I’ve spent the last couple of years in Little Rock, working for Competitive Cyclist. We’re lucky to have a nice bike path that runs the length of the city, along both sides of the river. It takes you past two great areas to ride off-road as well. The trails in these areas can use some work. It’s not that they are bad, but they’ve been on the ground for a long time. Here in Arkansas, that means that these trails pre-date our consciousness of sustainable building practices. Typical maintenance from city powers doesn’t do much more than whacking down overgrowths of invasive species of shrubbery growing up voluntarily from discarded lawn trimmings. Most of the limb removal and cutting of downed trees is done by concerned citizens. Some of us here have done quite a lot of that, as well as trash removal. Here’s Kudos to everyone out there who kicks limbs off of the trail or picks up someone else’s trash!

My journey from ignorant (ab)user to concerned user/trailbuilder has brought me to the bottom of the mountain. At the top laid a pipe dream, or was it? A new job always brings new friends, and the move to Competitive Cyclist was no different. I met folks who thought like I did. I met someone who showed me how to ride differently than I had been. He re-introduced me to things that I had enjoyed as a kid. We were on bikes of course, but we wanted to get off of the ground, to catch some air. It was refreshing to go on rides in my jeans and t-shirt and to confront technical challenges. There was one major problem. For all of the hard work I had done out in the woods, the trailbuilding I had been involved with was for cross-country type trails. They lacked any significant technical challenge. Shit! It was like I went back to square one -- a hot new bike and nowhere to ride it. The lack of any dirt jumps, technical freeride, or downhill trails led us backwards. We found ourselves renegading from parking lots to stair gaps and loading docks. That pipe dream was a well rounded Freeride Park.

We formed a non-profit, the Arkansas Freeride Society. We found others that were interested in our style of riding. We quickly decided that it would be better to build than bitch and whine. It’s a long story, the one about creating a design, complete site plan, and budget for a freeride park. Even longer and more painful is the part about scheduling meetings with city officials, presenting before planning commissions, and waiting for decisions to be made between different city factions. The ending is happy however. We have created the Argenta Freeride Area in Burns Park across the river in North Little Rock. When complete, we will have technical freeride trails with north shore style drops and wooden features, downhill racer trails with flowing jumps and berms, and a huge 4X course. We just got a dirt jump/slopestyle area on the ground. We have plans and the terrain for Rampage-style hucker lines and another skills area.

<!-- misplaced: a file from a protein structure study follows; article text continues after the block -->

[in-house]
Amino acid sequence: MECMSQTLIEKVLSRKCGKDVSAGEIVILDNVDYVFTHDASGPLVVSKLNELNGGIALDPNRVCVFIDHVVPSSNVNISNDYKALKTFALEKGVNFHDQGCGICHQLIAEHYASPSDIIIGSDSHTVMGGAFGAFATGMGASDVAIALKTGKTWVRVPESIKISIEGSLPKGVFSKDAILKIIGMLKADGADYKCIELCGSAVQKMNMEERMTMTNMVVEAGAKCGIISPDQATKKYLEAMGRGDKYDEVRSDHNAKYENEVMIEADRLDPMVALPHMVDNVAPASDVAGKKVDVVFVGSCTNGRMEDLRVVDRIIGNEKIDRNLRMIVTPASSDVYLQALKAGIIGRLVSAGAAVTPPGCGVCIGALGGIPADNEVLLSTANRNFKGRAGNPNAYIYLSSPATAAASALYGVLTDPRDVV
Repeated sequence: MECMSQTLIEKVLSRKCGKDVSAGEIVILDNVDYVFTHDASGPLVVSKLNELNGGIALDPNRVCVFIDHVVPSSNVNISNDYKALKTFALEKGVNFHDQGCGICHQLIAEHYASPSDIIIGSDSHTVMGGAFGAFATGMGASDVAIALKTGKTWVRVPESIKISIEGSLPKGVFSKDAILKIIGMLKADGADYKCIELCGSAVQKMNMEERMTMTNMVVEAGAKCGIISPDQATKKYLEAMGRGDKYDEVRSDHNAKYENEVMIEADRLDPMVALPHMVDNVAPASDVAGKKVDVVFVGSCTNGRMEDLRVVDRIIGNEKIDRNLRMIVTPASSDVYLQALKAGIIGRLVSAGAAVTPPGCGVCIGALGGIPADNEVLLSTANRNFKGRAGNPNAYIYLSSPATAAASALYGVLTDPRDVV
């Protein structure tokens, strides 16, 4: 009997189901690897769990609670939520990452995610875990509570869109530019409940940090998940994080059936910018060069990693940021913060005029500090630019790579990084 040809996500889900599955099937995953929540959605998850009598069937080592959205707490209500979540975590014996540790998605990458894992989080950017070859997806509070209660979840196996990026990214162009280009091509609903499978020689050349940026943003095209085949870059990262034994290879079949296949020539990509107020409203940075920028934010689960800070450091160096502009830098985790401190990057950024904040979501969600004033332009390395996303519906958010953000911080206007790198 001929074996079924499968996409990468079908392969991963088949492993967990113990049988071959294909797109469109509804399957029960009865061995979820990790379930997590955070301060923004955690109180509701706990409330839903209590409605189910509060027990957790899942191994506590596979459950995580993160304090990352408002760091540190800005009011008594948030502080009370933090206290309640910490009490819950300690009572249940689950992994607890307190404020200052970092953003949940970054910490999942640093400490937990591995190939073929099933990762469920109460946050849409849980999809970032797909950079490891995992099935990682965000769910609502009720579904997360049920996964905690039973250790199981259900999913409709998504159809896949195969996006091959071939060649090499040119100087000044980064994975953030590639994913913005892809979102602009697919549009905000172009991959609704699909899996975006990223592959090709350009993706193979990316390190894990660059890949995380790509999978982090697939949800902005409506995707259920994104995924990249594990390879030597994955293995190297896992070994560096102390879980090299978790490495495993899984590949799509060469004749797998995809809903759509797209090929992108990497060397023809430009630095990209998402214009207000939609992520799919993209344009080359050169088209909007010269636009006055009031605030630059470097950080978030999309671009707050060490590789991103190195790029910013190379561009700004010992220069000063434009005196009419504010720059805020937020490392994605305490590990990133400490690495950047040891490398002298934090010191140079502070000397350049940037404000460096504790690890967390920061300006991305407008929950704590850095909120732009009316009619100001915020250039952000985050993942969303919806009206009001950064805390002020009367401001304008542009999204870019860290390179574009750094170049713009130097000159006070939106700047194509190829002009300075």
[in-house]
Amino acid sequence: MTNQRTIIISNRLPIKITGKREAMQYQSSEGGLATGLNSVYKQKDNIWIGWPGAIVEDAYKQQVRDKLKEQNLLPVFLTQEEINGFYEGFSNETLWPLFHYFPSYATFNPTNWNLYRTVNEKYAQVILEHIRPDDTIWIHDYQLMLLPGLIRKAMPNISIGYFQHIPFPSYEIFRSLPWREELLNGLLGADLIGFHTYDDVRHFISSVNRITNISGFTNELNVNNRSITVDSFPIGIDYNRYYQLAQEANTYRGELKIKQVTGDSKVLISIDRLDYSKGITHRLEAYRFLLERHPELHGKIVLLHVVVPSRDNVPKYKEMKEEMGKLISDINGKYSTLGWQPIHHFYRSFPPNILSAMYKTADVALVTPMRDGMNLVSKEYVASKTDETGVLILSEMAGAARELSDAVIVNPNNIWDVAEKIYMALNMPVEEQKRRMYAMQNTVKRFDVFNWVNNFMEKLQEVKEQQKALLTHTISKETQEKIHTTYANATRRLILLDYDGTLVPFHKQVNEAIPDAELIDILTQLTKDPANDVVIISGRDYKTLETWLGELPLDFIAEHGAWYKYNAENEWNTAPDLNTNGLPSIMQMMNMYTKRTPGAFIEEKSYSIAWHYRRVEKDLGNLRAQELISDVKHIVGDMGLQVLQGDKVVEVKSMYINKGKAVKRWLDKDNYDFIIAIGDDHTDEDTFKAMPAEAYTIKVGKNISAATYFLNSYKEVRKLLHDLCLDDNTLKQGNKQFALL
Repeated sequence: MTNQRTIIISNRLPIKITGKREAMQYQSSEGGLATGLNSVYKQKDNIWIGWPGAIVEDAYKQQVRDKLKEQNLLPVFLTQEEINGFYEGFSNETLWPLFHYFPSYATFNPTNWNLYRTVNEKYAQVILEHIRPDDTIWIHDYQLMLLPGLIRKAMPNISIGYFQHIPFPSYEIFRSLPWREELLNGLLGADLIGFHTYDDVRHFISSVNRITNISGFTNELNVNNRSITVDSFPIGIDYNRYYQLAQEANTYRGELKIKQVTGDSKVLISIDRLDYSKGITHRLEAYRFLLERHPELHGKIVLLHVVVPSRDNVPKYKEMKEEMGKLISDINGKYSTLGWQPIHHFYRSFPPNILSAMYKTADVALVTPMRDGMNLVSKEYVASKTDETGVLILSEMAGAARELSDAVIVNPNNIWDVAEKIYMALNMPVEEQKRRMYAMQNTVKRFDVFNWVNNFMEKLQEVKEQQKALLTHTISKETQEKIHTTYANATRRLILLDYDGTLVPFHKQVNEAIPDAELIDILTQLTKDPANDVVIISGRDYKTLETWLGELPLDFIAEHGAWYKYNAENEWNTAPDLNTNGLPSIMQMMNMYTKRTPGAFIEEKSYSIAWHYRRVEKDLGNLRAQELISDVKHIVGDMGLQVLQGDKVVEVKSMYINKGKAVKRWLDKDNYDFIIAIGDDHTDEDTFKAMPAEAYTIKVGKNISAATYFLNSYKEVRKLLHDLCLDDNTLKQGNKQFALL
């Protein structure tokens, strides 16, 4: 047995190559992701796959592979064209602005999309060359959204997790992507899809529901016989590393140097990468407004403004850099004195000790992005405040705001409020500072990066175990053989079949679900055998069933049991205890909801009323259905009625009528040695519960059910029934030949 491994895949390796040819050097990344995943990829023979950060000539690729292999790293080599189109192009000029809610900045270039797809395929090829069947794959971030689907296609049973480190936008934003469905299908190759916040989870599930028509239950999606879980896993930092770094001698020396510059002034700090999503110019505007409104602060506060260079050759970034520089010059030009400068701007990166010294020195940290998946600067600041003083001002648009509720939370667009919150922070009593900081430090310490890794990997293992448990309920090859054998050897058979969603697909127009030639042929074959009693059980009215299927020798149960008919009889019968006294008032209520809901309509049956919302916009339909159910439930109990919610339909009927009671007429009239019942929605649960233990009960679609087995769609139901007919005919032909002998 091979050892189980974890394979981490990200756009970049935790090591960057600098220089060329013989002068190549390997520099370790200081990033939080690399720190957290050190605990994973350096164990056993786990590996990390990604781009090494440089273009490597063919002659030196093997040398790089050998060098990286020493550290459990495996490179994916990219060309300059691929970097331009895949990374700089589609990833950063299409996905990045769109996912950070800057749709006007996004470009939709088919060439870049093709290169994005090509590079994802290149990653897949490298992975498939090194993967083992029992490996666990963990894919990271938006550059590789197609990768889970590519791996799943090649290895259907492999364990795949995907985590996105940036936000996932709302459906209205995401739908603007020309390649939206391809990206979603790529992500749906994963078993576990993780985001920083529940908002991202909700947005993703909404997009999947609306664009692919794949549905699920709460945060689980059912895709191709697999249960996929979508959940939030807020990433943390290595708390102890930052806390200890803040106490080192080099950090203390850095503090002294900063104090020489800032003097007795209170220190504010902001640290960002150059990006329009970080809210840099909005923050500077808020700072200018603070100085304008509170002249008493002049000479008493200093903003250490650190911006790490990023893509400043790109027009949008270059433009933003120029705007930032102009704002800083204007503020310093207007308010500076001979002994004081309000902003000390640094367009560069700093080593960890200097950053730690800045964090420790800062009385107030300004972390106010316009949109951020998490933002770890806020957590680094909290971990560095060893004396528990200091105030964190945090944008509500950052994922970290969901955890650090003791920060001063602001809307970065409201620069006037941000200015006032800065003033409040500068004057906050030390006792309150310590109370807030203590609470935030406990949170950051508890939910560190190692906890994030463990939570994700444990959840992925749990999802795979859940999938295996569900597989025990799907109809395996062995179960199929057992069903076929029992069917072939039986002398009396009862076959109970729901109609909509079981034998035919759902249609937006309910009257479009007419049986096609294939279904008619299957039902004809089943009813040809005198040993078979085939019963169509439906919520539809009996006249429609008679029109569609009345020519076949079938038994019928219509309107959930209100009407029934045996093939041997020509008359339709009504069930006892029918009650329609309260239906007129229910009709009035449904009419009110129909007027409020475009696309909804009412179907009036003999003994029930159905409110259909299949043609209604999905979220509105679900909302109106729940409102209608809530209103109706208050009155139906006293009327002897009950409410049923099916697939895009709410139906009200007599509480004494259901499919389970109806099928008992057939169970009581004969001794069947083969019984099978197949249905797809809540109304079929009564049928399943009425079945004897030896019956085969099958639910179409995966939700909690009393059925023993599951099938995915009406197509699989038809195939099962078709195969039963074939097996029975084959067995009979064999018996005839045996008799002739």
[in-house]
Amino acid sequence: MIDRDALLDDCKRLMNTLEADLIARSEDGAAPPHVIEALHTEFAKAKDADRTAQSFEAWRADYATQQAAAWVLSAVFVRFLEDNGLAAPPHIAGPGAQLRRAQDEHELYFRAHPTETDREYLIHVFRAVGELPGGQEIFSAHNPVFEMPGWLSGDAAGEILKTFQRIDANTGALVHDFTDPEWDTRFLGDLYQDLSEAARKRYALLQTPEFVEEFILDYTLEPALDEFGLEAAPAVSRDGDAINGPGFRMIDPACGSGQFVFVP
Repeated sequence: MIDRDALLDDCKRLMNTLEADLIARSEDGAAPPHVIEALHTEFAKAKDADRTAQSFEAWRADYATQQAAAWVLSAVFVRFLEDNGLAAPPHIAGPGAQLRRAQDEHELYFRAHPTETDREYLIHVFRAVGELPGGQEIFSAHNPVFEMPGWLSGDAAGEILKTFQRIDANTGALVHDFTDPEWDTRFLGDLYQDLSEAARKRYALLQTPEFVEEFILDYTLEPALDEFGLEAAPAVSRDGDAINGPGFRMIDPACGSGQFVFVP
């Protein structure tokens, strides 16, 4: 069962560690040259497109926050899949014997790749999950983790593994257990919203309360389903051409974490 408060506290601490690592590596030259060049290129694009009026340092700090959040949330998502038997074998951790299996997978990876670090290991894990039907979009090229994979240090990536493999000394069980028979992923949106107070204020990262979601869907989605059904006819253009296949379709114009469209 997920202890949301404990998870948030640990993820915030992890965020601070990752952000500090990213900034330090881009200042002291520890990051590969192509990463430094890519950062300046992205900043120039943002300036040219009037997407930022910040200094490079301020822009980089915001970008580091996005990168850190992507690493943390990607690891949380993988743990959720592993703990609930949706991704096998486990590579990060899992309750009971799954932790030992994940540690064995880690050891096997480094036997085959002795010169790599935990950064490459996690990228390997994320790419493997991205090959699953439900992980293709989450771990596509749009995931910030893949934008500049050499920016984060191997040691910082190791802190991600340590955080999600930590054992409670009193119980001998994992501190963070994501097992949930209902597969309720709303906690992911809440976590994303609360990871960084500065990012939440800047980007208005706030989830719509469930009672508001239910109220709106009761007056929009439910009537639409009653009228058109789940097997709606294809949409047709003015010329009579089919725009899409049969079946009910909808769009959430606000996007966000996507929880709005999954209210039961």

Just like any other project like this, there have been major hurdles. First, it’s a ton of work. The city government has a lot of things to worry about. The least of which is a bunch of crazies who want to build monstrous jumps for their bicycles. Imagine the hilarity of it all to middle-aged or elderly city officials. Once again, IMBA has provided some legitimacy to our efforts. In April, they sent their director of field operations to scope out Little Rock since it was to be the site for the National Trail Symposium this year. He found Burns Park to be a diamond in the rough. It had the potential to be a model for cities nationwide. As I’ve said, the old trails pre-date our knowledge about sustainable building practices. Our IMBA visitor drew up a new comprehensive trail plan that recommended some abandonment of old sections of trails, some simple reroutes, and creation of whole new sections of trails to create a well balanced, easy to navigate, and fun trail system that could provide a great experience for all types of trail users since Burns Park has equestrian, foot, and bike traffic on a regular basis.